Eritrea accused over catalogue of human rights abuses – New report
GENEVA (15 June 2017) – Eritrea must stop delaying action to tackle the severe human rights abuses meted out to its citizens, a United Nations rights expert has warned in a new report to the Human Rights Council.
The Special Rapporteur on the situation of human rights in Eritrea, Sheila B. Keetharuth, stressed that citizens continue to suffer arbitrary arrest, incommunicadodetention, enforced disappearances, and a national service system that amounts to enslavement.
“I regret to report that, as of now, the Government has made no effort to end ongoing human rights violations, which the Commission of Inquiry on Human Rights in Eritrea described as amounting to crimes against humanity,” she said.
“The time for Eritrea to take bold action for human rights protection is long overdue, and the Government has not delivered on any of its promises,” the expert stressed, while urging the authorities “to rise above the rhetoric it has used over the last five years when addressing the Human Rights Council.”
“The Government of Eritrea must put its obligations under human rights treaties into effect,” Ms. Keetharuth said.
The Special Rapporteur underlined that while Eritrea has increased its interaction with some human rights bodies, nothing has substantially changed on the ground. In her report, she has suggested a list of areas with the intention to assist the Human Rights Council in developing specific and time-bound benchmarks to assess substantive change.
“Such specific, time-bound targets would help Member States assess Eritrea’s progress. I hope that, as of next year, we will be able to celebrate the first steps of tangible improvements that will make a change in people’s life in Eritrea,” she said.
Eritrea still has no constitution and lacks fundamental institutions that underpin a society based on the rule of law, the Special Rapporteur noted. It does not have an independent judiciary, democratically elected parliament or legislative assembly, opposition parties, an independent media or civil society organizations, other than government-affiliated organizations.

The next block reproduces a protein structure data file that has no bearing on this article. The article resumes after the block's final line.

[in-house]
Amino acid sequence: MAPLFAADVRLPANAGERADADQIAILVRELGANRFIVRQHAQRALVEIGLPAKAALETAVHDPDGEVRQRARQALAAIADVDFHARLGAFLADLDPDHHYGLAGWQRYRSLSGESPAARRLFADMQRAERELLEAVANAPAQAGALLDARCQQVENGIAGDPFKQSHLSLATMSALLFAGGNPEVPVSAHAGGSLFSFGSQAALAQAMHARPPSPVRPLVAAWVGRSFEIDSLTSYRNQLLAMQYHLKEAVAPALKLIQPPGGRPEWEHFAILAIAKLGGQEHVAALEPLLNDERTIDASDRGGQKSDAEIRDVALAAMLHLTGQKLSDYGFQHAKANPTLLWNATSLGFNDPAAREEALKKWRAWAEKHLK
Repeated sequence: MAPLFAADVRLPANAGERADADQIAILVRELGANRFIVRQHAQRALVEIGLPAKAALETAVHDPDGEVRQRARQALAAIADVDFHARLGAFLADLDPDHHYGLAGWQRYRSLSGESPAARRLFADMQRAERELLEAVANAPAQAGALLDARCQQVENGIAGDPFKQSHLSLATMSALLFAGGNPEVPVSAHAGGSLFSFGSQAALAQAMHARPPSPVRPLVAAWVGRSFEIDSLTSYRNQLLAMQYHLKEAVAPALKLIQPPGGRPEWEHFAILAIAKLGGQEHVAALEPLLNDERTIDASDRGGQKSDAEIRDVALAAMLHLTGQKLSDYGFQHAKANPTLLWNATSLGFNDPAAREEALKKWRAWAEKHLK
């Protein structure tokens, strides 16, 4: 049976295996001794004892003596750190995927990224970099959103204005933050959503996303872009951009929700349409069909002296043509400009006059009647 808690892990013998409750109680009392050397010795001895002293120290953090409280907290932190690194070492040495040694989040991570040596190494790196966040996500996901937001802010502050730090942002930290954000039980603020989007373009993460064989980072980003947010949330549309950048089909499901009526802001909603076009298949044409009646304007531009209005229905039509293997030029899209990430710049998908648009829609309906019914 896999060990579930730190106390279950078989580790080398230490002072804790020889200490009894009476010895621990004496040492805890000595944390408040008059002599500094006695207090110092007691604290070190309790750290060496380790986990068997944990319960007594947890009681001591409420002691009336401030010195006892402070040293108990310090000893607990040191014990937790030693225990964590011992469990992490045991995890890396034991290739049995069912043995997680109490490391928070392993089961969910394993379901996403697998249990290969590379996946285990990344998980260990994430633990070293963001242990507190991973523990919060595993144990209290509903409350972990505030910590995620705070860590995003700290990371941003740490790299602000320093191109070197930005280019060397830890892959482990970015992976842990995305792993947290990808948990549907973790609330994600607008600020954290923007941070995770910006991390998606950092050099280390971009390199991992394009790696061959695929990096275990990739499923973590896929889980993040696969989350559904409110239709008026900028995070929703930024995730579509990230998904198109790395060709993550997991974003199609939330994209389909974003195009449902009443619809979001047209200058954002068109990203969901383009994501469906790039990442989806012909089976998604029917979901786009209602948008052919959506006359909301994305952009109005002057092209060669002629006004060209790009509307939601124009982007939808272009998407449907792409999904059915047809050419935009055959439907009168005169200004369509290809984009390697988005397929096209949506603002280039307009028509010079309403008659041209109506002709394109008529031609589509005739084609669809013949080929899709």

“The Eritrean authorities have refused to engage with me for yet another year, but various groups and notably Eritreans have seized the opportunity offered by the mandate. They have used the space to voice their opinions, express their ideas, and highlight their concerns on human rights – a space that the Government continues to deny them at home,” Ms. Keetharuth said. “It is incumbent on the Eritrean authorities to dialogue with the Eritrean people while respecting and protecting their rights.
The Special Rapporteur also noted that the Government had shown no willingness to tackle impunity, despite calls by the Commission of Inquiry to ensure accountability for past human rights violations and crimes against humanity.
She urged other States to take action against Eritreans implicated in the commission of crimes against humanity, if the alleged offenders were on their territory.
Ms. Keetharuth said human rights in Eritrea would continue to be watched closely despite a lack of access.
“The Government refuses to open its doors for international experts to undertake a comprehensive review of the human rights situation,” she said.
“Remote monitoring is the only way to shed light on a country that continues to shield itself from scrutiny. Increased engagement with the international community is a welcome development, but it cannot be a substitute for human rights progress and scrutiny.”
Ms. Sheila B. Keetharuth (Mauritius) was appointed as the first Special Rapporteur on the situation of human rights in Eritrea in October 2012. From 2014 to 2016, she also served as a member of the Commission of Inquiry on Human Rights in Eritrea. Since May 2014, Ms. Keetharuth is an expert member of the Working Group on Extractive Industries, Environment and Human Rights Violations of the African Commission on Human and Peoples’ Rights. Until 2012, Ms. Keetharuth was the Executive Director of the Institute for Human Rights and Development in Africa in Banjul, The Gambia. In 2017, Ms. Keetharuth was awarded with the Outstanding Alumni Achievement Award by the University of Leicester, in recognition of her human rights work.
Special Rapporteurs are part of what is known as the Special Procedures of the Human Rights Council. Special Procedures, the largest body of independent experts in the UN Human Rights system, is the general name of the Council’s independent fact-finding and monitoring mechanisms that address either specific country situations or thematic issues in all parts of the world. Special Procedures’ experts work on a voluntary basis; they are not UN staff and do not receive a salary for their work. They are independent from any government or organization and serve in their individual capacity.
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